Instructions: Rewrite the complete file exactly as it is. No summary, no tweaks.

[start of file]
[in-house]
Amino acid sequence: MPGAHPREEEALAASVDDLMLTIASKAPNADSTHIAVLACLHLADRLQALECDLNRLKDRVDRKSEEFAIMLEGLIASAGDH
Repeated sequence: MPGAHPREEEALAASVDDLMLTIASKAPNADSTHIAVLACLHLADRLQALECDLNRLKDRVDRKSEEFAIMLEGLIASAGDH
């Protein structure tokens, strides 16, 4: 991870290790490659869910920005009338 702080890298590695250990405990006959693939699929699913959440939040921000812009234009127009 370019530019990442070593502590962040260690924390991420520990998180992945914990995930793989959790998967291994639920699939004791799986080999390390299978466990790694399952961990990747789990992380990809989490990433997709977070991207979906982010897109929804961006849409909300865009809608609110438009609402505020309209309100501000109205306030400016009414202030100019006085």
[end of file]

[in-house]
Amino acid sequence: MPGAHPREEEALAASVDDLMLTIASKAPNADSTHIAVLACLHLADRLQALECDLNRLKDRVDRKSEEFAIMLEGLIASAGDH
Repeated sequence: MPGAHPREEEALAASVDDLMLTIASKAPNADSTHIAVLACLHLADRLQALECDLNRLKDRVDRKSEEFAIMLEGLIASAGDH
């Protein structure tokens, strides 16, 4: 991870290790490659869910920005009338 702080890298590695250990405990006959693939699929699913959440939040921000812009234009127009 370019530019990442070593502590962040260690924390991420520990998180992945914990995930793989959790998967291994639920699939004791799986080999390390299978466990790694399952961990990747789990992380990809989490990433997709977070991207979906982010897109929804961006849409909300865009809608609110438009609402505020309209309100501000109205306030400016009414202030100019006085």